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Journal of Soils and Sediments

, Volume 15, Issue 5, pp 1113–1118 | Cite as

The effect of nitrification inhibitors in reducing nitrification and the ammonia oxidizer population in three contrasting soils

  • Rui Liu
  • Helen Hayden
  • Helen Suter
  • Jizheng He
  • Deli Chen
Soils, Sec2 • Global Change, Environ Risk Assess, Sustainable Land Use • Short Original Communication

Abstract

Purpose

3,4-Dimethylpyrazole phosphate (DMPP) and acetylene (C2H2) are widely used nitrification inhibitors. These nitrification inhibitors have shown inconsistent efficacy in different soils, demonstrating the importance of determining which soil and microbial factors cause this variability. The aim of the present study was to investigate the efficacy of DMPP and C2H2 to inhibit nitrification and the ammonia oxidizer population in three contrasting soil types from Australia.

Materials and methods

Three contrasting soils of different pHWater (4.6, 7.0, and 8.0) collected from different agriculture systems in Australia were used in a laboratory incubation experiment for 28 days to compare the efficacy of DMPP and C2H2 to inhibit nitrification. We measured mineral nitrogen (N) concentrations during the incubation. In addition, quantitative PCR was applied to quantify the ammonia oxidizer population and to investigate the population change in response to DMPP and C2H2 addition.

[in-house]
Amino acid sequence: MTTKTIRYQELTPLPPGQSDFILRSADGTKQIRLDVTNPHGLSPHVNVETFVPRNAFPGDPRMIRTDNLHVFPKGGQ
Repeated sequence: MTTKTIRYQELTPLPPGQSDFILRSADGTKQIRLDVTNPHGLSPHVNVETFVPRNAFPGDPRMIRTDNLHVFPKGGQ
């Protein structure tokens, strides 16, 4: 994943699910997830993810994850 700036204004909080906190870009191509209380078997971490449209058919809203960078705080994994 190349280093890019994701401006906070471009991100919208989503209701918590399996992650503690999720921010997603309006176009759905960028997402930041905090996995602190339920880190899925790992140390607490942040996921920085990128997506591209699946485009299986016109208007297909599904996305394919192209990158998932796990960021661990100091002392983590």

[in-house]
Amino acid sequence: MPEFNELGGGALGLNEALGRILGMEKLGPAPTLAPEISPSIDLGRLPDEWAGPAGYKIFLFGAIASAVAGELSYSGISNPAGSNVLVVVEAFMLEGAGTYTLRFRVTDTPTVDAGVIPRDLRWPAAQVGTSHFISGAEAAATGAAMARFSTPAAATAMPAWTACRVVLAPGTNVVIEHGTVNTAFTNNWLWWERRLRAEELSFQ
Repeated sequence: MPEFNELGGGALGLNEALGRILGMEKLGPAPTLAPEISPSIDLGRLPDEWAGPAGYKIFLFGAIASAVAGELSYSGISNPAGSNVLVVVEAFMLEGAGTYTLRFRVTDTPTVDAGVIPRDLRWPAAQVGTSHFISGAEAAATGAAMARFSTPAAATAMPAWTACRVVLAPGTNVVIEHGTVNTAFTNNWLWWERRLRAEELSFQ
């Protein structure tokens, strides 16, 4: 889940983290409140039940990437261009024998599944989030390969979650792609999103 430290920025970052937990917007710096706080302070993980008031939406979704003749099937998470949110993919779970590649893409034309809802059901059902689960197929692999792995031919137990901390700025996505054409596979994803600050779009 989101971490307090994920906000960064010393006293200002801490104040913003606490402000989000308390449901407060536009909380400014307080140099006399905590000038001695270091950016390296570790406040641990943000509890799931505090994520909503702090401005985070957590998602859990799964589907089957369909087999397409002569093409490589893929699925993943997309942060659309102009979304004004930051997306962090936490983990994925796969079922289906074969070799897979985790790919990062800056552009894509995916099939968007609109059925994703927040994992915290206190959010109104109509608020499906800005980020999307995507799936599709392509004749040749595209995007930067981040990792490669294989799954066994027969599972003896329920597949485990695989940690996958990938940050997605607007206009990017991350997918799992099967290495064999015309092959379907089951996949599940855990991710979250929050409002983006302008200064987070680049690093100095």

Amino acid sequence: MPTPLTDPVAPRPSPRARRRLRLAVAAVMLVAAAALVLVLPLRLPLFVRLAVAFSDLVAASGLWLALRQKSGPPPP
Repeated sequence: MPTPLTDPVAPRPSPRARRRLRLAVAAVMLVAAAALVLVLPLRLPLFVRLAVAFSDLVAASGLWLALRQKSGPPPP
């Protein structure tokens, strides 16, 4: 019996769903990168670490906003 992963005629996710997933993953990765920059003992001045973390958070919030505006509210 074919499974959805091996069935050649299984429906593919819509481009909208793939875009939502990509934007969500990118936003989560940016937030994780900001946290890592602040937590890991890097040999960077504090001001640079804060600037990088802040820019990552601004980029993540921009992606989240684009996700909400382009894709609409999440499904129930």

Results and discussion

Acetylene completely blocked nitrification in the three soils while DMPP was more effective in inhibiting nitrification in the neutral soil (93.5 %) than in the alkaline soil (85.1 %) and acid soil (70.5 %). Ammonia-oxidizing archaea (AOA) were more abundant than ammonia-oxidizing bacteria (AOB) in all three control soils, with the highest AOA abundance found in the acid soil. The addition of DMPP and C2H2 significantly decreased AOA abundance in all soils (P < 0.05) and significantly suppressed AOB abundance in the neutral soil and slightly blocked AOB growth in the alkaline soil, though it had no effect on AOB abundance in the acid soil.

Conclusions

Our results show C2H2 completely inhibited nitrification and performed better than DMPP in our study. DMPP was more effective in the neutral soil than other two soils. Neither DMPP nor C2H2 was a selective nitrification inhibitor in neutral and alkaline soils in which both AOA and AOB were inhibited. Neither DMPP nor C2H2 had any effect on AOB abundance in the acid soil. Soil pH plays an important role in the effectiveness of DMPP and C2H2 in inhibiting nitrification and ammonia oxidizer population.

Keywords

3,4-Dimethylpyrazole phosphate (DMPP) Acetylene AmoA Archaea Bacteria Soil pH 

Notes

Acknowledgments

The authors would like to acknowledge the financial support by Incitec Pivot Limited and the Australian Government Department of Agriculture through the Grains Research and Development Corporation. Dr. John Freney, Dr. Shu Kee (Raymond) Lam, and Dr. Hangwei Hu provided their assistance during manscript preparation.

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Copyright information

© Springer-Verlag Berlin Heidelberg 2015

Authors and Affiliations

  • Rui Liu
    • 1
  • Helen Hayden
    • 2
  • Helen Suter
    • 1
  • Jizheng He
    • 1
  • Deli Chen
    • 1
  1. 1.Faculty of Veterinary and Agricultural SciencesThe University of MelbourneMelbourneAustralia
  2. 2.Department of Environment and Primary Industries, AgriBioMelbourneAustralia

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